The London Plan: Will Khan deliver?
Back in March 2018 we channelled our inner Mystic Meg and suggested that the Mayor of London, Sadiq Khan, was likely to see significant resistance from the Secretary of State for Housing, Communities and Local Government over his plans to radically reform the spatial development strategy for London. On 27 July 2018, James Brokenshire MP (then Secretary of State) fired a warning shot, suggesting our premonitions might be right. On Friday 13 March 2020, following an extensive examination, Robert Jenrick MP (the current Secretary of State) duly followed through. Unlucky for Khan…
On Friday 13 March 2020, following an extensive examination, Robert Jenrick MP (the current Secretary of State) duly followed through with his letter. Unlucky for Khan…
For the first time since the Greater London Authority was established, we have a newly formed government with a large majority brimming with bravado and a mayor who is of a wholly different political persuasion seeking re-election. The result is a head on collision over the Mayor’s flagship policy reform.
Robert Jenrick goes to extraordinary lengths to personally berate the performance of the Mayor on his housing delivery and affordability. In Mr Jenrick’s words, “Housing in our capital is simply too important for the underachievement and drift displayed under your mayoralty, and now in your Plan, to continue.”
Strong stuff indeed.
He goes on to highlight the west midlands mayoralty which has “delivered significant increases in delivery”. It’s no surprise that the Mayor of the west midlands is a Conservative.
For all the political engineering, there are important points to take home from the intervention. Jenrick has directed changes to certain key policies across the following themes:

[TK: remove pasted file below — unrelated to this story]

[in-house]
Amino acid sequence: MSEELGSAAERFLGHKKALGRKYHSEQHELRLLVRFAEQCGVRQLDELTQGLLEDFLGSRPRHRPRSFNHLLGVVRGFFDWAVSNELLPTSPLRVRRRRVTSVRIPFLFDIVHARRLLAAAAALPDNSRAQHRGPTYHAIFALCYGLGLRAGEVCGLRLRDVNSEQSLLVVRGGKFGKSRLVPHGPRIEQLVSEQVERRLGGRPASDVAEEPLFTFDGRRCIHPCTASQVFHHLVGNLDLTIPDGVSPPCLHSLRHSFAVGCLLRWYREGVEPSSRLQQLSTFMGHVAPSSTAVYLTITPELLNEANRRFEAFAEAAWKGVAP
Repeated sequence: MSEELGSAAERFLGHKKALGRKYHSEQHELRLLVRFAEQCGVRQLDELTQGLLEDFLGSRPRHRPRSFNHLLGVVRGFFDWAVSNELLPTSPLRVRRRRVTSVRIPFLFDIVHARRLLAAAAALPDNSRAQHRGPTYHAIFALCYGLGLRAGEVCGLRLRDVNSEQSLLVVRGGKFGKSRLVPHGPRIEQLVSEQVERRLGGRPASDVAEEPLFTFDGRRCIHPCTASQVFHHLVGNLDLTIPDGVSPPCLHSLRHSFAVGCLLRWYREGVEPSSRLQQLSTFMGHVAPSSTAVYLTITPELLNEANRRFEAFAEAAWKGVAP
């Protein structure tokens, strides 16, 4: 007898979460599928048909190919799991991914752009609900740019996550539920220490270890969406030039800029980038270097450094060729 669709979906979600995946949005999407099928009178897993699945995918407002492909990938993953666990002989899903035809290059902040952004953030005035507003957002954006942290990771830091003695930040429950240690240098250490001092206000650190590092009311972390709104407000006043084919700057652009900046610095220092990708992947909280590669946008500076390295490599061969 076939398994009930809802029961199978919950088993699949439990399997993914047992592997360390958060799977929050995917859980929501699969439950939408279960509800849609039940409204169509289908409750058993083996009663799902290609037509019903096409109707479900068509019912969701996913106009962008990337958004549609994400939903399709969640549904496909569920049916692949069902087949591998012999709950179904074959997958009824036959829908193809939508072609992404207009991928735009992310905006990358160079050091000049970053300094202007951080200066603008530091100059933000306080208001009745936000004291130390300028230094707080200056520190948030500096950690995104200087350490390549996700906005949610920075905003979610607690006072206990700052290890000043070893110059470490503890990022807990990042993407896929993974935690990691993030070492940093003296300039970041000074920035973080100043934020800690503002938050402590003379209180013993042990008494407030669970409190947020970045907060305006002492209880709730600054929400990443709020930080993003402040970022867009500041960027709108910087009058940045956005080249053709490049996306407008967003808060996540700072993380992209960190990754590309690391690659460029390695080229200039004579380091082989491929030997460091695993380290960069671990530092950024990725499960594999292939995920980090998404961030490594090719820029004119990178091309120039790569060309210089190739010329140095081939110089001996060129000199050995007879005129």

Ambition – Recognising the insatiable demand for housing across the city, policy changes are directed to ensure that the Plan does not stifle the creativity of London boroughs looking to go above and beyond.
Green Belt/MOL – As commentators and the examining inspectors said, Khan’s proposed wording for Green Belt and Metropolitan Open Land goes beyond the restrictions imposed by the NPPF. Jenrick has directed amendments to bring them in line with government policy. This builds on his earlier comment about the need to prepare a comprehensive review of the Green Belt in London as part of the next review of the Plan.
Housing – Requirements for affordable housing on small sites (10 dwellings or fewer) are to be removed. The Secretary of State also questioned the overall suitability to the Plan’s focus on small sites following doubt cast upon the delivery of some 12,700 homes and the political sensitivity to garden grabbing. There is also a focus on delivering family sized housing, which is a requirement London boroughs must consider when preparing policies and taking decisions in relation to dwelling mix.
Industrial Land – The strong protection of industrial land is weakened to enable "optimal uses for industrial sites where housing is in high demand".
Density – Changes are required to explicitly state that the design of the development must optimise site capacity. Jenrick speaks of “gentle density around high streets and town centres, and higher density in clusters which have already taken this approach.”
Aviation – Finally, Jenrick makes it abundantly clear that aviation planning is for government and not the Mayor.
It’s not all doom and gloom though. There is a way forward and one in which there are regular meetings established between the Secretary of State and Khan and between the full team of the department of State and the Greater London Authority. That is in addition to a regular quarterly reporting on housing delivery more generally in a style reflective of Homes England.
The next move is awaited with baited breath but we would hope that the carrot of “producing and delivering a new strategy with authorities in the wider south east to offset unmet housing need in a joined-up way” is taken up with full and unabated vigour.
In the meantime, Khan has another 12 months to show some progress. It would be rather unkind not to feel for him, especially when it was widely reported that he was certainly on track to secure a second term, had the mayoral elections gone ahead.